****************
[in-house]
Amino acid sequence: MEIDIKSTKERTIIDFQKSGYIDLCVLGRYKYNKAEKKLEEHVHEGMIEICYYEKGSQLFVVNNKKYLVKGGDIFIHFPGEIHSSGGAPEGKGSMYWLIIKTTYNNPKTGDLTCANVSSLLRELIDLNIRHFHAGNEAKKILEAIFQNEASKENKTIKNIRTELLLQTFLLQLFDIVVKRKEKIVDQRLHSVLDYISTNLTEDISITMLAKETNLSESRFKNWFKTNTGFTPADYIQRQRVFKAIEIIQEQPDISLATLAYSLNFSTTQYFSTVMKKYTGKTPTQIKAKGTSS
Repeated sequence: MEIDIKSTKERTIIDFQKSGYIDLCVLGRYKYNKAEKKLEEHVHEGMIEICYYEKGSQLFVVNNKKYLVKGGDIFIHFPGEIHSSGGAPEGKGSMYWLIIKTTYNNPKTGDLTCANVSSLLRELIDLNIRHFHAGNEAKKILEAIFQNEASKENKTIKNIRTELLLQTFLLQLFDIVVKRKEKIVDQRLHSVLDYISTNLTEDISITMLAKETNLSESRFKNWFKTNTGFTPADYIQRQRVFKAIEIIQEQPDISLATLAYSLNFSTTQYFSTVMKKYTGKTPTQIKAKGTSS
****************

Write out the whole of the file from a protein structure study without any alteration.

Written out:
[in-house]
Amino acid sequence: MEIDIKSTKERTIIDFQKSGYIDLCVLGRYKYNKAEKKLEEHVHEGMIEICYYEKGSQLFVVNNKKYLVKGGDIFIHFPGEIHSSGGAPEGKGSMYWLIIKTTYNNPKTGDLTCANVSSLLRELIDLNIRHFHAGNEAKKILEAIFQNEASKENKTIKNIRTELLLQTFLLQLFDIVVKRKEKIVDQRLHSVLDYISTNLTEDISITMLAKETNLSESRFKNWFKTNTGFTPADYIQRQRVFKAIEIIQEQPDISLATLAYSLNFSTTQYFSTVMKKYTGKTPTQIKAKGTSS
Repeated sequence: MEIDIKSTKERTIIDFQKSGYIDLCVLGRYKYNKAEKKLEEHVHEGMIEICYYEKGSQLFVVNNKKYLVKGGDIFIHFPGEIHSSGGAPEGKGSMYWLIIKTTYNNPKTGDLTCANVSSLLRELIDLNIRHFHAGNEAKKILEAIFQNEASKENKTIKNIRTELLLQTFLLQLFDIVVKRKEKIVDQRLHSVLDYISTNLTEDISITMLAKETNLSESRFKNWFKTNTGFTPADYIQRQRVFKAIEIIQEQPDISLATLAYSLNFSTTQYFSTVMKKYTGKTPTQIKAKGTSS